Ralph Lauren Cream cashmere jacket winter white
cashmere sweater winter white cashmere jogging pant

There were many capes and ponchos (too many, as it got redundant). The pieces that looked best were easy and effortlessly luxurious. That includes Karlie Kloss’s fabulously chic cream cashmere trench worn with a winter white cashmere silk boucle turtleneck, cream limo cloth jodhpur, and the fitted cream cashmere jacket, paired with winter white cashmere jogging pants, and a winter white cashmere sweater (both outfits were accessorized with cream kid suede hi tops); the grey mélange cashmere silk turtleneck worn with a leg baring long skirt in grey light jersey; the lilac feather jacket paired with heather grey mélange cashmere turtleneck and taupe mélange flannel suiting pants; a beautiful and simple pale pink lame narrow evening gown; and the grey light jersey evening dress with self-cape which closed the show.

Polo Ralph Lauren brown shearling aviator jacket, beacon linen dress,
 beacon wool and leather backpack; calfsuede clog sandal

The new Polo collection, which is obviously younger, cooler, more colorful, more eclectic, is also infused with touches of grunge, which has shown up elsewhere this week (Tommy Hilfiger and even Michael Kors, among others). And it really looks most like Ralph, who walked out dressed all in black with lace up hiking boots. Standouts, include the serape silk blend cardigan, khaki silk jersey dress and tan tumbled leather fringe bag; the brown shearling aviator jacket, worn with a beacon linen long dress, a printed wool and leather backpack, and calfsuede clog sandals; and the perfectly tailored long and lean black wool reefer coat which was shown over an elongated fair isle patterned sweater dress.

Polo Ralph Lauren brown shearling aviator jacket, beacon
 linen dress, beacon wool and leather backpack; calfsuede clog sanda

It’s not lost on me that Ralph’s location is not too far from Spring Studios at 55 Varick Street, where Joseph Altuzarra, Diane Von Furstenberg, Michael Kors, and Calvin Klein, held their shows. Maybe in the future, someone in charge of scheduling could at least push for these Tribeca based shows to be clumped together and see that they take place conveniently on the same day, AND perhaps find more suitable spaces in the neighborhood. This would more effectively make the most use of being there and ensure that going back and forth would be kept to a minimum. It could even be fashion’s answer to the Tribeca Film Festival. As you know, downtown (below Tribeca) is definitely on the rebound, so maybe this should be taken into consideration and explored. Just consider this: Conde Nast, which publishes Vogue and The New Yorker, will move over 5000 employees into 1 World Trade Center later this year. Brookfield Place, a 250,000 square foot mall, on the site of the former World Financial Center, will open in March 2015. Among the high end names who have signed on, Hermes, Burberry, Ferragamo, Michael, Kors, Diane Von Furstenberg, Theory, Scoop, and Calypso St. Barth’s.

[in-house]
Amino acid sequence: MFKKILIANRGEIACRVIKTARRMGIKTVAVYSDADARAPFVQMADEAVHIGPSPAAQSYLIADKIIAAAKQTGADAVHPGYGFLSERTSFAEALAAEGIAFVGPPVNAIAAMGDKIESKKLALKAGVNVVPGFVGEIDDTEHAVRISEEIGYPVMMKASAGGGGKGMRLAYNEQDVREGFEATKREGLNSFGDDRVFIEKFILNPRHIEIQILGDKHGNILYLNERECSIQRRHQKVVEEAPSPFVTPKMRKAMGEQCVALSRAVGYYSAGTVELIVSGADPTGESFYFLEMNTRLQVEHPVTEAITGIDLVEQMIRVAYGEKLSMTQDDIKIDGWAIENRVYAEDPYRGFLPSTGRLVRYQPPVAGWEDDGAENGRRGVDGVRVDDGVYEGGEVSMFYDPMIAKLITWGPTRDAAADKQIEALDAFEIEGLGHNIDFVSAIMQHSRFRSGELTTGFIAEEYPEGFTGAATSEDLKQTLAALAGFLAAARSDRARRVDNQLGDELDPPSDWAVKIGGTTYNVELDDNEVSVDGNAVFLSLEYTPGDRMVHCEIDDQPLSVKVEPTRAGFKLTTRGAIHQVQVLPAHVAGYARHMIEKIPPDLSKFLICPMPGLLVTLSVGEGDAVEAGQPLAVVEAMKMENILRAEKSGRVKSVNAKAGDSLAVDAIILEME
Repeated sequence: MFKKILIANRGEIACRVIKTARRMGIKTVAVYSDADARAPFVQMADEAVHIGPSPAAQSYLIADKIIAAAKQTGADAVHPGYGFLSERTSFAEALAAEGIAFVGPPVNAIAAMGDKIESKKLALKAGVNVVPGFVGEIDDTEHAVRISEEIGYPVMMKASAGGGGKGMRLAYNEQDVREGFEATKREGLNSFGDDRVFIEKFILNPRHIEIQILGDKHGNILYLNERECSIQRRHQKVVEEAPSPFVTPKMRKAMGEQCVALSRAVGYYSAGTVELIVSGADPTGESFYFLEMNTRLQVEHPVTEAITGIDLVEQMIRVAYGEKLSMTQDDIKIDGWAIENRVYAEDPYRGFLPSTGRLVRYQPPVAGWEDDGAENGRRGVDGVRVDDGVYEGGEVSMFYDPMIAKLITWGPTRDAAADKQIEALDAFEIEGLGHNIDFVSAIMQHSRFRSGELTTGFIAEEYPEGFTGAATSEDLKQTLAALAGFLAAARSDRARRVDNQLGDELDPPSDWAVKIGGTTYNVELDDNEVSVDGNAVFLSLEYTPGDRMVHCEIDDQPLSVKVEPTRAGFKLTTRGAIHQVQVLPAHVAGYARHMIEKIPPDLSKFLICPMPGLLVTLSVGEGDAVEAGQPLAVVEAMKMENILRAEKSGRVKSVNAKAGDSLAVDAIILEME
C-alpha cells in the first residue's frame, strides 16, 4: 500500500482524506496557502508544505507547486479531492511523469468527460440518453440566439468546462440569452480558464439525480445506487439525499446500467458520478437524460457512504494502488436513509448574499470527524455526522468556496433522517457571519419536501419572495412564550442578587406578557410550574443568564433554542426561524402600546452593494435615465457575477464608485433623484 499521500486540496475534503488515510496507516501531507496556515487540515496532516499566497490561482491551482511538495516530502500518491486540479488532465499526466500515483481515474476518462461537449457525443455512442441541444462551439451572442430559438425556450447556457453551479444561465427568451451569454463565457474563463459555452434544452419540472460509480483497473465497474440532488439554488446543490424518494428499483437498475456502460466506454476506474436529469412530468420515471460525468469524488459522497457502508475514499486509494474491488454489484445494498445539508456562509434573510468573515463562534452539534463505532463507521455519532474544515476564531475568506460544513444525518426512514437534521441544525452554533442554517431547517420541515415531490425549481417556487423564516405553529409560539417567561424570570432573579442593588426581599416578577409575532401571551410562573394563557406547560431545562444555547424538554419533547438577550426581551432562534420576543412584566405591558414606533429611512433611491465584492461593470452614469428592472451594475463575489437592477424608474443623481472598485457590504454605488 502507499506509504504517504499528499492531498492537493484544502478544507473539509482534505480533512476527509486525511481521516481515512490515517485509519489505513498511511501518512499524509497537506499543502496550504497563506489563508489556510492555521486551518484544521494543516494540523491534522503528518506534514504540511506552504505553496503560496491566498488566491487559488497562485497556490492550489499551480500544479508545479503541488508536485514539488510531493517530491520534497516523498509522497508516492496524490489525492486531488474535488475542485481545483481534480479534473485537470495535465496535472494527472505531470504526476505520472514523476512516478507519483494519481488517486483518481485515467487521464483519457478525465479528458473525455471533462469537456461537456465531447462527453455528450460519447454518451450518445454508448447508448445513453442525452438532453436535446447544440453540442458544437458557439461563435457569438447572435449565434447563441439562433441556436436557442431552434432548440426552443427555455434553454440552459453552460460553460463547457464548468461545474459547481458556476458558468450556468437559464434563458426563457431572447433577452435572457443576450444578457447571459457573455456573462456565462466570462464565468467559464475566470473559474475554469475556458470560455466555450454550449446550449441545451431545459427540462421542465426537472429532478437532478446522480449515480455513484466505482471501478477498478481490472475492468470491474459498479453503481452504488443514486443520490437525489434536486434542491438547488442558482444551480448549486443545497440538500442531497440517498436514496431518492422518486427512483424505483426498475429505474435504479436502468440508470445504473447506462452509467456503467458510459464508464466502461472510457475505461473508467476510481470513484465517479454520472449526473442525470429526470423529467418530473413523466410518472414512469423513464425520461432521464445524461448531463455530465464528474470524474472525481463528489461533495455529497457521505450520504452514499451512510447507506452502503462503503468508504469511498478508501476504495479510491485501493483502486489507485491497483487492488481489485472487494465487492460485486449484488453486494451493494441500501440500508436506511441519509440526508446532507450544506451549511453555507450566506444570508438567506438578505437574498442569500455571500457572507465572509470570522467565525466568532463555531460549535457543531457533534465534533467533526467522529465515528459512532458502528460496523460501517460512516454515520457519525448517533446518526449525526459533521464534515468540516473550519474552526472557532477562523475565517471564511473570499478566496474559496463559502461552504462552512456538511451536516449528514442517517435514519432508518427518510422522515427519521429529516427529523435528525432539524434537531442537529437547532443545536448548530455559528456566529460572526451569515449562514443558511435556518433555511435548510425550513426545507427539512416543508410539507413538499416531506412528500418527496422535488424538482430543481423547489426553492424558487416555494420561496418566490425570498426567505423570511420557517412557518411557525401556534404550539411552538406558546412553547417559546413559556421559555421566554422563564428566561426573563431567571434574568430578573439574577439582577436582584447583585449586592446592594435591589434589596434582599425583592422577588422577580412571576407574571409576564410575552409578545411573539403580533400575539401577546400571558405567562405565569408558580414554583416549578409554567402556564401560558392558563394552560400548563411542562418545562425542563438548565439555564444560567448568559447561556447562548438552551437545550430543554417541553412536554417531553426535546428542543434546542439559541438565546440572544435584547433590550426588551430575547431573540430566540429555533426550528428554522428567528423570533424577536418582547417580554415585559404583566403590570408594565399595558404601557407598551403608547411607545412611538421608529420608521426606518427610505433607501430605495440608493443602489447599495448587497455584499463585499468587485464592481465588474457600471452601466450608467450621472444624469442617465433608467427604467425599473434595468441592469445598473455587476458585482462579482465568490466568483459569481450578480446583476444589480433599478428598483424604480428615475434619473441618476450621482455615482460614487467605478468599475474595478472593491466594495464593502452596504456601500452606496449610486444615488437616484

Getting back to the more painful moments this past week…a group of show goers (including Andre Leon Talley) were stuck in an elevator leaving Oscar de la Renta’s Tuesday night show and as far as I’m concerned, this was an accident waiting to happen (though thankfully nobody got hurt, only rattled). When will organizers understand that showing in venues that necessitate hordes of people cram into small elevators to get in and out, is simply put, inconsiderate, not to mention potentially scary and dangerous. I understand that Oscar’s high floor west 42 street headquarters makes a far more economical show venue than the rather grand and welcoming 583 Park Avenue, (a landmark building that was recently restored and is now being used for private events), that he had been using up until a few years go. But there must be something in between.

Calvin Klein comfy and cozy